Hooper's Hooch

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Hooper's Hooch (often simply referred to as Hooch) is an alcopop that was most popular during the mid-1990s. The name Hoopers refers to William Hooper, inventor of the hot water bottle and manufacturer of lemonade in the 1840s whose trademark was owned by Burton-on-Trent-based brewer Bass.[1] Launched in Britain in 1995 by Bass as an alcoholic lemonade, it was initially very popular leading to the development of orange- and blackcurrant-flavoured versions.[1][2]

At its peak, 2.5 million bottles of Hooper's Hooch were sold each week in Britain, and it was the market leader for alcopops with up to 70% of the market.[3][4][5] However, alcopops became less popular, and the drink was discontinued in the UK in 2003,[3] being reintroduced in 2012 in a lower alcohol formulation. The drink continued to be sold in the US by United States Beverage in Hard Lemonade, Hard Orange, Hard Berry and ICE (citrus) flavours.[6]

Hooper's Hooch is mostly notable for being one of the first alcopops. Its success began an industry-wide trend of incorporating lighter, less calorific drinks with alcohol equal to the amount found in a standard beer or glass of wine. As a result products such as Bacardi Breezer and Mike's Hard Lemonade are, depending on location, commonly found in pubs and bars today.

Creation[edit]

The packaging for Hoopers Hooch was created by KLP Scotland, the marketing and packaging agency for the Bass Brewery.[citation needed]

Criticism[edit]

At the time, along with other alcopops, the drink received criticism for encouraging underage drinking by appealing to children due to its sweet taste and using cartoon-like advertising.[2][3][7][8] With an ABV of 5.0% it was actually stronger than most lagers.[9][6] In 1996 an advertising campaign for Hooch was criticised by the Advertising Standards Authority for appealing to underage drinkers.[10] In 1997 the drink was relaunched with an 'unambiguously adult look' and a reduced sugar content to tackle that criticism, while Co-Op Supermarkets, Iceland, J D Wetherspoon and Whitbread stopped selling alcopops.[11][12]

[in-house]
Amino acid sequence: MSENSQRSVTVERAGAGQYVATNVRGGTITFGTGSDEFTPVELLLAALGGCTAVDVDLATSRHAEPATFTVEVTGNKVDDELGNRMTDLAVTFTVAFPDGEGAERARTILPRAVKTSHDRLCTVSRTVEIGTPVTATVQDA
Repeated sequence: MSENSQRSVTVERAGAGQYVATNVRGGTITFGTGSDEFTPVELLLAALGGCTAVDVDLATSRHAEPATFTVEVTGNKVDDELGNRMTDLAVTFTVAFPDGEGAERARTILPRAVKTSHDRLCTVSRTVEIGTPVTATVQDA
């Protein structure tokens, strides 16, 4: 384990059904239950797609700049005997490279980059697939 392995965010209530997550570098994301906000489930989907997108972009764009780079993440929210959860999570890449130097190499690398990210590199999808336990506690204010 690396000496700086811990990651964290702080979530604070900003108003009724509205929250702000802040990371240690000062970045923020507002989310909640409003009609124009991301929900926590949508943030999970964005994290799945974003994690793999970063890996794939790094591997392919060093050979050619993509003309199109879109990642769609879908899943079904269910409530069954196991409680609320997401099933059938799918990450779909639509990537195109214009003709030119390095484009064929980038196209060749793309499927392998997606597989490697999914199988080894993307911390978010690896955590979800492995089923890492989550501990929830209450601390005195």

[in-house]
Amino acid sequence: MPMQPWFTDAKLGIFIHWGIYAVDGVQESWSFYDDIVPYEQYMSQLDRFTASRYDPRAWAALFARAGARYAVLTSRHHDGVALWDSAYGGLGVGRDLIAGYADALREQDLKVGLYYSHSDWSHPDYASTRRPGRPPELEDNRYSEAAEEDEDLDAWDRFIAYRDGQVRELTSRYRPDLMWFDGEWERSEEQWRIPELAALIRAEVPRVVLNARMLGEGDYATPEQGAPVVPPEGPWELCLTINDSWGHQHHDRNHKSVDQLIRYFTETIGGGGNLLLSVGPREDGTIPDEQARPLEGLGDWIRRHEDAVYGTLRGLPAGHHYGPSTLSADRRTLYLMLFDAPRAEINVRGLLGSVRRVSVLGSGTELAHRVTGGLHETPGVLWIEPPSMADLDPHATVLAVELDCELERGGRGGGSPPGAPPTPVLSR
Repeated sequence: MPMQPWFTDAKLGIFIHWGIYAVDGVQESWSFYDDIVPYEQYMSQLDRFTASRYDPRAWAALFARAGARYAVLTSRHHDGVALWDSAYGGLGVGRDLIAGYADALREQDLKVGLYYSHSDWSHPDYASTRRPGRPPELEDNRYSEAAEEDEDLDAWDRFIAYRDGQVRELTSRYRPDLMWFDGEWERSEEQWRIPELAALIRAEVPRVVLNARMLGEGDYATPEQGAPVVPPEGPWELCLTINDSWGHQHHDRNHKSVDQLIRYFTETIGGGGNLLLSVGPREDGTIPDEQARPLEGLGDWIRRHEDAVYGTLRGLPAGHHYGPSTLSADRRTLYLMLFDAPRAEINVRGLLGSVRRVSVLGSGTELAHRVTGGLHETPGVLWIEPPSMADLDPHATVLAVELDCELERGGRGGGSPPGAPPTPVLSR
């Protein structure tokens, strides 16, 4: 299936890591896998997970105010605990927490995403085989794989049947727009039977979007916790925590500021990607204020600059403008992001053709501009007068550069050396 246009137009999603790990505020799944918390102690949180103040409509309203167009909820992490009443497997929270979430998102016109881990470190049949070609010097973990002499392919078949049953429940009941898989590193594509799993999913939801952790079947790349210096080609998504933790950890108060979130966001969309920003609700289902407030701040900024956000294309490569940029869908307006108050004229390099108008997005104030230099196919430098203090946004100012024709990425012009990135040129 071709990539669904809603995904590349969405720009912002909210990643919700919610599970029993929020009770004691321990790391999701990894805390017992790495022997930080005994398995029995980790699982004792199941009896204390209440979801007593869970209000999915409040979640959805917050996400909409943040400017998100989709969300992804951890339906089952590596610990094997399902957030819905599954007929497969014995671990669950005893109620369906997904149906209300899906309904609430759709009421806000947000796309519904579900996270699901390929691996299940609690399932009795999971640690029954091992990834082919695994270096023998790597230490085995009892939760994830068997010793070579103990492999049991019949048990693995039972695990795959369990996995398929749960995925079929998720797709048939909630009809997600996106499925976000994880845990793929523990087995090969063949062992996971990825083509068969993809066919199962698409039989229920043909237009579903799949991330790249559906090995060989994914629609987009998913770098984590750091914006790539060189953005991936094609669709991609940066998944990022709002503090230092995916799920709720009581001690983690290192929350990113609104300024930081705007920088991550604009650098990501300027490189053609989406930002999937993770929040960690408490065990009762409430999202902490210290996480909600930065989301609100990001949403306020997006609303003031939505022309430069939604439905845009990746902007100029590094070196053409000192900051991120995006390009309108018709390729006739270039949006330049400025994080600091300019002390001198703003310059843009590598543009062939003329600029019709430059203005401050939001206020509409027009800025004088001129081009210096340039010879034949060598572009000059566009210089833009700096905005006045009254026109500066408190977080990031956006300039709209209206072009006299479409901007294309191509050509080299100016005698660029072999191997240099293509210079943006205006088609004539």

Re-introduction[edit]

Hooch was reintroduced to consumers in the United Kingdom in July 2012 following a nine-year absence with the new marketing slogan "refreshment with bite!".[9] Its bite, however had been reduced from its original nineties formulation with the new version having an ABV of 4.0%.[13][6] It is sold in the UK by Global Brands Ltd and in Asia by Resolute International Marketing BV under licence from Hooch owner Molson Coors.[13]

References[edit]

  1. ^ a b "Bass finds the proof is in the lemons". The Independent. London. 
  2. ^ a b Jay Rayner. "On the streets of binge Britain". The Observer. 
  3. ^ a b c Duffy, Jonathan (9 November 2005). "Magazine | What happened to alcopops?". BBC News. 
  4. ^ Mitchells & Butlers : Media Centre : News and reports
  5. ^ "Alcopop adds fizz to Bass results". The Independent. London. 
  6. ^ a b c http://www.just-drinks.com/news/global-brands-relaunches-hooch-alcoholic-lemon-brew_id107502.aspx
  7. ^ "A brew to get bothered about?". The Independent. London. 
  8. ^ "Brewers act to dilute 'soft' drinks criticism". The Independent. London. 
  9. ^ a b "Hooch, the 1990s alcopop, returns to bars". The Daily Telegraph. 6 July 2012. Retrieved 1 August 2013. 
  10. ^ "Alcoholic lemonade posters breach code". The Independent. London. 
  11. ^ "Bass redesigns for adult Hooch – Brand Republic News". Brandrepublic.com. 11 September 1997. Retrieved 1 August 2013. 
  12. ^ "Brewers take a fresh look at the alcopops market". The Independent. London. 
  13. ^ a b "Retro alcopop Hooch makes a comeback". Thedrinksbusiness.com. 5 July 2012. Retrieved 1 August 2013.